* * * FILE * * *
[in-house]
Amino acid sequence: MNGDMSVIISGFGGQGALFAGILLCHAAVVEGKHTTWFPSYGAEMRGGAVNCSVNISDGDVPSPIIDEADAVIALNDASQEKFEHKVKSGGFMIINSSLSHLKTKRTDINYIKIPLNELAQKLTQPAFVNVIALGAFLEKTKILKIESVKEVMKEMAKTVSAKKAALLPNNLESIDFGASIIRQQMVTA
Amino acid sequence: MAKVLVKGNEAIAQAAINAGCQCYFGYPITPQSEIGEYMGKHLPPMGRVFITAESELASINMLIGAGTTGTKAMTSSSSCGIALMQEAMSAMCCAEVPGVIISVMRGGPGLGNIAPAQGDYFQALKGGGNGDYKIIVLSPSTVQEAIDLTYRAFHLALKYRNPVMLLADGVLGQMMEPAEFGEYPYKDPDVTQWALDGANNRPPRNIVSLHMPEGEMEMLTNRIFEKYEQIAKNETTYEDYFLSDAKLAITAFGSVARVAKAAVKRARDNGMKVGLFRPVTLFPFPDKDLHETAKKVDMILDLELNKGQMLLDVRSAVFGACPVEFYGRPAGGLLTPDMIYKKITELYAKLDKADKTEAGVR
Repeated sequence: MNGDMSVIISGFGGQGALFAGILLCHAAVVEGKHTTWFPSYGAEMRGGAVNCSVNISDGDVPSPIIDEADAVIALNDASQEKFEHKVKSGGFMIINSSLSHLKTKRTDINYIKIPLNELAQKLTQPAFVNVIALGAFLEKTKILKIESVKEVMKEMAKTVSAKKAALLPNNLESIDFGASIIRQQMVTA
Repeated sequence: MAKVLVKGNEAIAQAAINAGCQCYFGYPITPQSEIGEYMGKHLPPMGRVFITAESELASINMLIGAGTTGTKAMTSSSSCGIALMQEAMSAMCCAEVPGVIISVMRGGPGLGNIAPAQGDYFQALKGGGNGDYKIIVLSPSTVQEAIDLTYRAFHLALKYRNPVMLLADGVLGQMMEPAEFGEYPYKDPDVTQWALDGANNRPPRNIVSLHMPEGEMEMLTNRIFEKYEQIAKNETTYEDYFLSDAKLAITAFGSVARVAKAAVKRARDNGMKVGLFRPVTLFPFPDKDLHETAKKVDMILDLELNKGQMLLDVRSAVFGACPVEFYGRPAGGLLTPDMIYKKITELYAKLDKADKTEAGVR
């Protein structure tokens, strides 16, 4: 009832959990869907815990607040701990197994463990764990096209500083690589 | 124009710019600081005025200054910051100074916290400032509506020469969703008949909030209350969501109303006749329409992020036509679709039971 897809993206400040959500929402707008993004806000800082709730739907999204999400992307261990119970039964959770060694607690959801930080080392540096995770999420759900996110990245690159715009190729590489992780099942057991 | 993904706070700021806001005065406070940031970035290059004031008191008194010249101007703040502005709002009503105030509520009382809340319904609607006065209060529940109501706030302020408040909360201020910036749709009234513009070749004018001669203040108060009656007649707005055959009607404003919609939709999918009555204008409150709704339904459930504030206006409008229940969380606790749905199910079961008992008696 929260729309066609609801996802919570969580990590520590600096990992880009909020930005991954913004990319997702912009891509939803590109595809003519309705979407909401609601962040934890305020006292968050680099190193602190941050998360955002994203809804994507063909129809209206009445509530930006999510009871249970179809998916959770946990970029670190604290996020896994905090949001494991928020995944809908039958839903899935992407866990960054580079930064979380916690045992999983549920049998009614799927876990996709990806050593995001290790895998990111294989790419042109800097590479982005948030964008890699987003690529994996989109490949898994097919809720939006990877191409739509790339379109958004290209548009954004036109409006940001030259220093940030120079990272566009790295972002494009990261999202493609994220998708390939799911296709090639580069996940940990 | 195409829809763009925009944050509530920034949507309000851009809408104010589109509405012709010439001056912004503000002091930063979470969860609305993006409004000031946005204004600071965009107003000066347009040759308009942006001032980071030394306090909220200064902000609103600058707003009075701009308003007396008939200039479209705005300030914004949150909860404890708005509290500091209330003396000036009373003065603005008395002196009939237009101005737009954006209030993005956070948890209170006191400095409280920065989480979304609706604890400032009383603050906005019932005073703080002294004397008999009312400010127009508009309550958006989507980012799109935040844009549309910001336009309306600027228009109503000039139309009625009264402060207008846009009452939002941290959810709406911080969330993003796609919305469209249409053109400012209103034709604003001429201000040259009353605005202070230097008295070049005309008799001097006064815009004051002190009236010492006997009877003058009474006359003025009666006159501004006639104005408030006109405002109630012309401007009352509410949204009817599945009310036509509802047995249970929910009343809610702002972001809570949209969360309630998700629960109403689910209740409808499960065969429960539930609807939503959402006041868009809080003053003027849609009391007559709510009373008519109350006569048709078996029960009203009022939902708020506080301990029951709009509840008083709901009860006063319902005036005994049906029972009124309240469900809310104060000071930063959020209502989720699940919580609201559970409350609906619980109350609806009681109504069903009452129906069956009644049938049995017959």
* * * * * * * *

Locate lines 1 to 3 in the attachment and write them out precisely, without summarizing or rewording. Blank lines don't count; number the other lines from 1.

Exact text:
[in-house]
Amino acid sequence: MNGDMSVIISGFGGQGALFAGILLCHAAVVEGKHTTWFPSYGAEMRGGAVNCSVNISDGDVPSPIIDEADAVIALNDASQEKFEHKVKSGGFMIINSSLSHLKTKRTDINYIKIPLNELAQKLTQPAFVNVIALGAFLEKTKILKIESVKEVMKEMAKTVSAKKAALLPNNLESIDFGASIIRQQMVTA
Amino acid sequence: MAKVLVKGNEAIAQAAINAGCQCYFGYPITPQSEIGEYMGKHLPPMGRVFITAESELASINMLIGAGTTGTKAMTSSSSCGIALMQEAMSAMCCAEVPGVIISVMRGGPGLGNIAPAQGDYFQALKGGGNGDYKIIVLSPSTVQEAIDLTYRAFHLALKYRNPVMLLADGVLGQMMEPAEFGEYPYKDPDVTQWALDGANNRPPRNIVSLHMPEGEMEMLTNRIFEKYEQIAKNETTYEDYFLSDAKLAITAFGSVARVAKAAVKRARDNGMKVGLFRPVTLFPFPDKDLHETAKKVDMILDLELNKGQMLLDVRSAVFGACPVEFYGRPAGGLLTPDMIYKKITELYAKLDKADKTEAGVR